Politics Trump started speaking in the third person during a heated discussion with Bill Barr regarding the election results, book says
Gen. Mark Milley thought Stephen Miller was 'a Rasputin character, always whispering devilish ideas in the king's ear,' new book says
According to "I Alone Can Fix It," Milley told Miller to "shut the f--- up" when the latter told Trump anti-racism protesters were "burning the country down."According to an excerpt from "I Alone Can Fix It: Donald J. Trump's Catastrophic Final Year" by Washington Post journalists Carol Leonnig and Phillip Rucker, Milley, the chairman of the Joint Chiefs of Staff, confided in aides about his strong feelings regarding Miller.
- Trump spoke in the third person during a heated discussion with Bill Barr over voter fraud, per a new book.
- Trump was incensed that Barr dismissed claims of mass voter irregularities during an AP interview.
- Barr eventually resigned from his post just weeks after the AP interview.
Last December, then-Attorney General Bill Barrwith Associated Press reporter Michael Balsamo, where he essentially rejected then-President Donald Trump's claims of widespread voter fraud in the 2020 election.
'Sore loser' Trump reaps fruits of election lies in Arizona
Ex-President Donald Trump's big lie came full circle on Saturday as he traveled to Arizona to dangerously seize on the false fruits of a sham election "audit" precipitated by his own discredited claims the 2020 election was stolen. © Ross D. Franklin/AP Former President Donald Trump speaks to supporters at a Turning Point Action gathering, Saturday, July 24, 2021, in Phoenix. (AP Photo/Ross D.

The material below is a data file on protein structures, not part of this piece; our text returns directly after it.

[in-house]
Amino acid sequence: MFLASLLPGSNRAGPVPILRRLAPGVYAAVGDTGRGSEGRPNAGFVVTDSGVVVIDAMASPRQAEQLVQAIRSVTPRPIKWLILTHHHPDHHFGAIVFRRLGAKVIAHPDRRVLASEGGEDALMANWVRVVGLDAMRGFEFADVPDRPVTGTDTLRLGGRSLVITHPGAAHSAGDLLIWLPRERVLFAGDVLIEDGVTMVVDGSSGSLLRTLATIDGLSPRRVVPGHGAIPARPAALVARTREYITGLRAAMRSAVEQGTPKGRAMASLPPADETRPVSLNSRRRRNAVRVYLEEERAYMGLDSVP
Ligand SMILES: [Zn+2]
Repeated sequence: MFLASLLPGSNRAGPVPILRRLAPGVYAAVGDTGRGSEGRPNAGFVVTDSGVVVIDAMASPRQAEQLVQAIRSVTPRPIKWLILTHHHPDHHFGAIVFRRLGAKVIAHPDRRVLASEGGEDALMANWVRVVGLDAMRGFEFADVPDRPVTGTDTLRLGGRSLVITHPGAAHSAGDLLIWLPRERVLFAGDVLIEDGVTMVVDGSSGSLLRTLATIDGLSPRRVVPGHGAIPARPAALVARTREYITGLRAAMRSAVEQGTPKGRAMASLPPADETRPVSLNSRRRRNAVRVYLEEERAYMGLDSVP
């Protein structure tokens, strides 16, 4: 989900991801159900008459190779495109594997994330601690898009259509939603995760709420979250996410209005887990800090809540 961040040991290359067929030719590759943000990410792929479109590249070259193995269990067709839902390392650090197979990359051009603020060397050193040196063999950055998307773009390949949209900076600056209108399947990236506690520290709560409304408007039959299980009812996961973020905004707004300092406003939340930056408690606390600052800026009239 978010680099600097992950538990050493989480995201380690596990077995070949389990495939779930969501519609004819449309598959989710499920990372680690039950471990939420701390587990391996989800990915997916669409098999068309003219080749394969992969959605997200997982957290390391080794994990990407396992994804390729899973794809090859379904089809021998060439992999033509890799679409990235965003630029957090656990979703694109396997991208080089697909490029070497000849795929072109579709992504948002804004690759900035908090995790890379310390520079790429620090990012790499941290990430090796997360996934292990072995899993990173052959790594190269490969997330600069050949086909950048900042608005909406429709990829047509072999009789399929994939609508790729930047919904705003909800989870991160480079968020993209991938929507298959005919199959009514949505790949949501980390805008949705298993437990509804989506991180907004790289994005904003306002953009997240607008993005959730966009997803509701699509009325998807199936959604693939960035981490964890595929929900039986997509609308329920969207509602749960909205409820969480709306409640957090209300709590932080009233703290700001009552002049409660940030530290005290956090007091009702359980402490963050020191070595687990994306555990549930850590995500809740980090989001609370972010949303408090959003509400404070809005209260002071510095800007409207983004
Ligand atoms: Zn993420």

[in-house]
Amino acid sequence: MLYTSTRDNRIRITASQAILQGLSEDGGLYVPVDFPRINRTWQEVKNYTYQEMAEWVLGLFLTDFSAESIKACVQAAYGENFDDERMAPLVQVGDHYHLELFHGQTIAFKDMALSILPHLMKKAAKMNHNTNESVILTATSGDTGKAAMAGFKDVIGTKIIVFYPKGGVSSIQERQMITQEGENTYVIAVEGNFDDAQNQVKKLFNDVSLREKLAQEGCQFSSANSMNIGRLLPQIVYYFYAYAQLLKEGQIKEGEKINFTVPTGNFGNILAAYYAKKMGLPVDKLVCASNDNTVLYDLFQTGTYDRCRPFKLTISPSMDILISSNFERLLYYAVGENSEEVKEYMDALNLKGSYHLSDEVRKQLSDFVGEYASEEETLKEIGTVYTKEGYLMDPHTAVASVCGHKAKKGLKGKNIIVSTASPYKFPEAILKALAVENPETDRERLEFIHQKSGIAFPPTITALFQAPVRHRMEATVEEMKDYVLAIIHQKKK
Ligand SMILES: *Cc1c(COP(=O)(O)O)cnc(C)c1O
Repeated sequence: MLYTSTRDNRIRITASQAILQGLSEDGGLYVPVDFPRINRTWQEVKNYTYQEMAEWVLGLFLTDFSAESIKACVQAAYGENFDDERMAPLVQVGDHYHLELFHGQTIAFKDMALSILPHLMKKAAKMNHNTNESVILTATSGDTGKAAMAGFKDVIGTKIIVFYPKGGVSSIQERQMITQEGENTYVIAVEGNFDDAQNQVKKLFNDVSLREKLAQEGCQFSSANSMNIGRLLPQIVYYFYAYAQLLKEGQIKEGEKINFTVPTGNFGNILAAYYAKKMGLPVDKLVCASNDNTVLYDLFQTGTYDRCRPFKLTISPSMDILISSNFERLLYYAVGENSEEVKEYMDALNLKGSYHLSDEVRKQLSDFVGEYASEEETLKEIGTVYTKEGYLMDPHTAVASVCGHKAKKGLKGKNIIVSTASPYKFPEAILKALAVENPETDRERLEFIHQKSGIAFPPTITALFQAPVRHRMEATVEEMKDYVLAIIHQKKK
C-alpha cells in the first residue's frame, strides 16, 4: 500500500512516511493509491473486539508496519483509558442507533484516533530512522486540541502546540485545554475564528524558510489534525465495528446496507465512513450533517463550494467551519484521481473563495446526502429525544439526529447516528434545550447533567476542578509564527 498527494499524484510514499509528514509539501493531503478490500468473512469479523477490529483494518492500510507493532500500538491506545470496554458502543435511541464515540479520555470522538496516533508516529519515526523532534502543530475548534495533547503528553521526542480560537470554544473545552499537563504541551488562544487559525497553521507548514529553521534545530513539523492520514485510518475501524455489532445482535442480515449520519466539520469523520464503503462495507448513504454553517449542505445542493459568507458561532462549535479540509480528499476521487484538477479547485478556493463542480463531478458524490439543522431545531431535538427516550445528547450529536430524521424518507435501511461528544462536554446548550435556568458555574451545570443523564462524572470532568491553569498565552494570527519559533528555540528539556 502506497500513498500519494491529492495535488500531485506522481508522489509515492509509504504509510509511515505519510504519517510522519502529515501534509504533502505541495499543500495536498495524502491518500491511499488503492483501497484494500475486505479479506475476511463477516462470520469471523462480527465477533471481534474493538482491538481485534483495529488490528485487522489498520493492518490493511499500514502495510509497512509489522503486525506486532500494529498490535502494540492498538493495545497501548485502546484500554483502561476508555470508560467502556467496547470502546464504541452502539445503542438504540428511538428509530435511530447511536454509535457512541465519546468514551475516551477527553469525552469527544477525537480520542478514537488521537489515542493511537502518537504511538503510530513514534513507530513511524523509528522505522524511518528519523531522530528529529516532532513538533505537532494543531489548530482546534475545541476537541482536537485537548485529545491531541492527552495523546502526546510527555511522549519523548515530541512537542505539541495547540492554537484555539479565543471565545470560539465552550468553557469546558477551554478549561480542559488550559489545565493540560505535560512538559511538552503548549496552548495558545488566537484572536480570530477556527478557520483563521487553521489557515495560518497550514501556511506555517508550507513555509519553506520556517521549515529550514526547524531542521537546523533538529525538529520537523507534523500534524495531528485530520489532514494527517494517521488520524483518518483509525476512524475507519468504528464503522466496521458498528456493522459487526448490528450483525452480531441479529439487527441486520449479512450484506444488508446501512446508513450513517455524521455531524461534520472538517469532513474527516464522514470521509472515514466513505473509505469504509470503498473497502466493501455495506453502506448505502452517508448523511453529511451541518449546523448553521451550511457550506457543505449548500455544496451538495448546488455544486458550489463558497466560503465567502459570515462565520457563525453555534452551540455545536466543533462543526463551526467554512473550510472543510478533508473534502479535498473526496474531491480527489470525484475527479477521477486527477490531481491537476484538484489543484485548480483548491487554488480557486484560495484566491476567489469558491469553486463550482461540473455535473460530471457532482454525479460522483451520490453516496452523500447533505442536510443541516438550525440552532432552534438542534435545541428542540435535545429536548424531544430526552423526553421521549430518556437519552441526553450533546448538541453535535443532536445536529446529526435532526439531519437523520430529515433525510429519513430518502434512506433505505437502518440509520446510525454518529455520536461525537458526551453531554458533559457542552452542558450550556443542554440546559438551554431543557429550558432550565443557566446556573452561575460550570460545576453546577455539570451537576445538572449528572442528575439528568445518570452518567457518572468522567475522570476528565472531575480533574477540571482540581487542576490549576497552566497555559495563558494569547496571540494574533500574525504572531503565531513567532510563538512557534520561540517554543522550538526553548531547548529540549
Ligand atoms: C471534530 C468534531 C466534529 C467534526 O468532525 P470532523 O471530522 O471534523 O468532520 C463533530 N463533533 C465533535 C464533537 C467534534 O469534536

Barr said that the Department of Justice had looked into credible claims of fraud, but notably revealed that "to date, we have not seen fraud on a scale that could have affected a different outcome in the election."
After the interview, Barr then headed to the White House for a previously scheduled meeting with chief of staff Mark Meadows, where he was told by Meadows that Trump would be "livid" at the election-related statements from the interview, according toby Washington Post reporters Carol D. Leonnig and Philip Rucker.
Barr was told by White House counsel Pat Cipollone that Trump wanted to see him in his private dining room, where the president was watching the right-leaning One America News Network (OANN).
The scene was tense, as "everything about the president telegraphed that he was in a barely contained rage," and even resulted in him switching to the third person, which Leonnig and Rucker detailed in "."
GOP liaison to Arizona audit says he is resigning, won't be 'rubber stamp' on final report
Twitter recently suspended a number of pro-election audit accounts — including one that's been cited as the partisan ballot review's official page.Ken Bennett, a former Arizona secretary of state, said he made the decision after it became clear he would not regain access to the Phoenix fairgrounds where the private company, Cyber Ninjas, continues its examination of millions of ballots cast last November in Maricopa County.